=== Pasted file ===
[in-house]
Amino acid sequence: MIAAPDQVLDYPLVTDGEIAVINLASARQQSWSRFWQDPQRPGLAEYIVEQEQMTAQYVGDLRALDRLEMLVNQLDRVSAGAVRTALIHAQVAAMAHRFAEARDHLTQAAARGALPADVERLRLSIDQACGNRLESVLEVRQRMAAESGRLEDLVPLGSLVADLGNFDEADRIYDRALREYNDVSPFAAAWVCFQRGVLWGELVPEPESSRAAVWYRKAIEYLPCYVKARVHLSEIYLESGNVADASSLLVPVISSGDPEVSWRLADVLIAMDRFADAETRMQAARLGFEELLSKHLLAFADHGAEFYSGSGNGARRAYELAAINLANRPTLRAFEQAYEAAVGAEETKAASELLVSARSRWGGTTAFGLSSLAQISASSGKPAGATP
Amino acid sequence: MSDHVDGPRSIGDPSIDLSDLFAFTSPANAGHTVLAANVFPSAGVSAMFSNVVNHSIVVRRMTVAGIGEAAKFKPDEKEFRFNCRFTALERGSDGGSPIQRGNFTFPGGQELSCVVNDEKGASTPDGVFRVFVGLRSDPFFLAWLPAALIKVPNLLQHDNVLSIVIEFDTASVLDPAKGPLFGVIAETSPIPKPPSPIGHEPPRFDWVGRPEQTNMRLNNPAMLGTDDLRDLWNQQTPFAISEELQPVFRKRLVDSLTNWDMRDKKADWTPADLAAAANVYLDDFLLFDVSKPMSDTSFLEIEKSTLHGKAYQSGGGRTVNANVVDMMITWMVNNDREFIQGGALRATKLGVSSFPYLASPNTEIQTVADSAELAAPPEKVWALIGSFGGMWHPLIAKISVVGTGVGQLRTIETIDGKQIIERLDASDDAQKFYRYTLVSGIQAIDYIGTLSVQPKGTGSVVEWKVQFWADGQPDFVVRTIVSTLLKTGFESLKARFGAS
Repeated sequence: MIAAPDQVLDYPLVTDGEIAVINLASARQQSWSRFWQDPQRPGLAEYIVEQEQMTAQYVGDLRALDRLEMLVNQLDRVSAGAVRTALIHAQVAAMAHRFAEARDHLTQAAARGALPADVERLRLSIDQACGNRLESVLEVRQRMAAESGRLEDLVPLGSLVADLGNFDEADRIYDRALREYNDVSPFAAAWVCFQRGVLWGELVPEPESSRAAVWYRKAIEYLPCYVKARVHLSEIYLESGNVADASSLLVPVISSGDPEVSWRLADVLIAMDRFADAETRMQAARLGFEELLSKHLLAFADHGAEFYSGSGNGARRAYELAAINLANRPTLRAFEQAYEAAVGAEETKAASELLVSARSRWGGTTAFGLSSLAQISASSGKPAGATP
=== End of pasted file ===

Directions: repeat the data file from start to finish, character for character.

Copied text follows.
[in-house]
Amino acid sequence: MIAAPDQVLDYPLVTDGEIAVINLASARQQSWSRFWQDPQRPGLAEYIVEQEQMTAQYVGDLRALDRLEMLVNQLDRVSAGAVRTALIHAQVAAMAHRFAEARDHLTQAAARGALPADVERLRLSIDQACGNRLESVLEVRQRMAAESGRLEDLVPLGSLVADLGNFDEADRIYDRALREYNDVSPFAAAWVCFQRGVLWGELVPEPESSRAAVWYRKAIEYLPCYVKARVHLSEIYLESGNVADASSLLVPVISSGDPEVSWRLADVLIAMDRFADAETRMQAARLGFEELLSKHLLAFADHGAEFYSGSGNGARRAYELAAINLANRPTLRAFEQAYEAAVGAEETKAASELLVSARSRWGGTTAFGLSSLAQISASSGKPAGATP
Amino acid sequence: MSDHVDGPRSIGDPSIDLSDLFAFTSPANAGHTVLAANVFPSAGVSAMFSNVVNHSIVVRRMTVAGIGEAAKFKPDEKEFRFNCRFTALERGSDGGSPIQRGNFTFPGGQELSCVVNDEKGASTPDGVFRVFVGLRSDPFFLAWLPAALIKVPNLLQHDNVLSIVIEFDTASVLDPAKGPLFGVIAETSPIPKPPSPIGHEPPRFDWVGRPEQTNMRLNNPAMLGTDDLRDLWNQQTPFAISEELQPVFRKRLVDSLTNWDMRDKKADWTPADLAAAANVYLDDFLLFDVSKPMSDTSFLEIEKSTLHGKAYQSGGGRTVNANVVDMMITWMVNNDREFIQGGALRATKLGVSSFPYLASPNTEIQTVADSAELAAPPEKVWALIGSFGGMWHPLIAKISVVGTGVGQLRTIETIDGKQIIERLDASDDAQKFYRYTLVSGIQAIDYIGTLSVQPKGTGSVVEWKVQFWADGQPDFVVRTIVSTLLKTGFESLKARFGAS
Repeated sequence: MIAAPDQVLDYPLVTDGEIAVINLASARQQSWSRFWQDPQRPGLAEYIVEQEQMTAQYVGDLRALDRLEMLVNQLDRVSAGAVRTALIHAQVAAMAHRFAEARDHLTQAAARGALPADVERLRLSIDQACGNRLESVLEVRQRMAAESGRLEDLVPLGSLVADLGNFDEADRIYDRALREYNDVSPFAAAWVCFQRGVLWGELVPEPESSRAAVWYRKAIEYLPCYVKARVHLSEIYLESGNVADASSLLVPVISSGDPEVSWRLADVLIAMDRFADAETRMQAARLGFEELLSKHLLAFADHGAEFYSGSGNGARRAYELAAINLANRPTLRAFEQAYEAAVGAEETKAASELLVSARSRWGGTTAFGLSSLAQISASSGKPAGATP